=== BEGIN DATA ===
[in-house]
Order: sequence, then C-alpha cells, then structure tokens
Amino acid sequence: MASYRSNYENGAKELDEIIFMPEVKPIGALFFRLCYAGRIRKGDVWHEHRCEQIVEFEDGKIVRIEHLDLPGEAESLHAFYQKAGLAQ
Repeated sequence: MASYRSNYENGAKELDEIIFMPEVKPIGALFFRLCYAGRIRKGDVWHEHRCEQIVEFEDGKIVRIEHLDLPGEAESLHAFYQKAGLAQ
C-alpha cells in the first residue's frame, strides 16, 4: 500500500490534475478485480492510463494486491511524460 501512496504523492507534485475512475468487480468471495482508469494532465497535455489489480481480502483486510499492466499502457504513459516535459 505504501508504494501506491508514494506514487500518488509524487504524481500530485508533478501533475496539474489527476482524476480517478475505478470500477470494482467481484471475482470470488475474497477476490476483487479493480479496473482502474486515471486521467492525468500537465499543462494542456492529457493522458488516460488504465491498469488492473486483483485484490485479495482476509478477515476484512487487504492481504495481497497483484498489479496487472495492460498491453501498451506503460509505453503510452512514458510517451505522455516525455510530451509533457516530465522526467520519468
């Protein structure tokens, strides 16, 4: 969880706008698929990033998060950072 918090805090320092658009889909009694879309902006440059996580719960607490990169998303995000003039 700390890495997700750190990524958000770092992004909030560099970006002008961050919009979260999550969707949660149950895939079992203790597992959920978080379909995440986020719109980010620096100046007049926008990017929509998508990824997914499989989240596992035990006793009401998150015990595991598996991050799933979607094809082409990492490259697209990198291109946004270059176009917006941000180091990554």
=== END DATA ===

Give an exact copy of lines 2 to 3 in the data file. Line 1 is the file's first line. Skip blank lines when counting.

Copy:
Order: sequence, then C-alpha cells, then structure tokens
Amino acid sequence: MASYRSNYENGAKELDEIIFMPEVKPIGALFFRLCYAGRIRKGDVWHEHRCEQIVEFEDGKIVRIEHLDLPGEAESLHAFYQKAGLAQ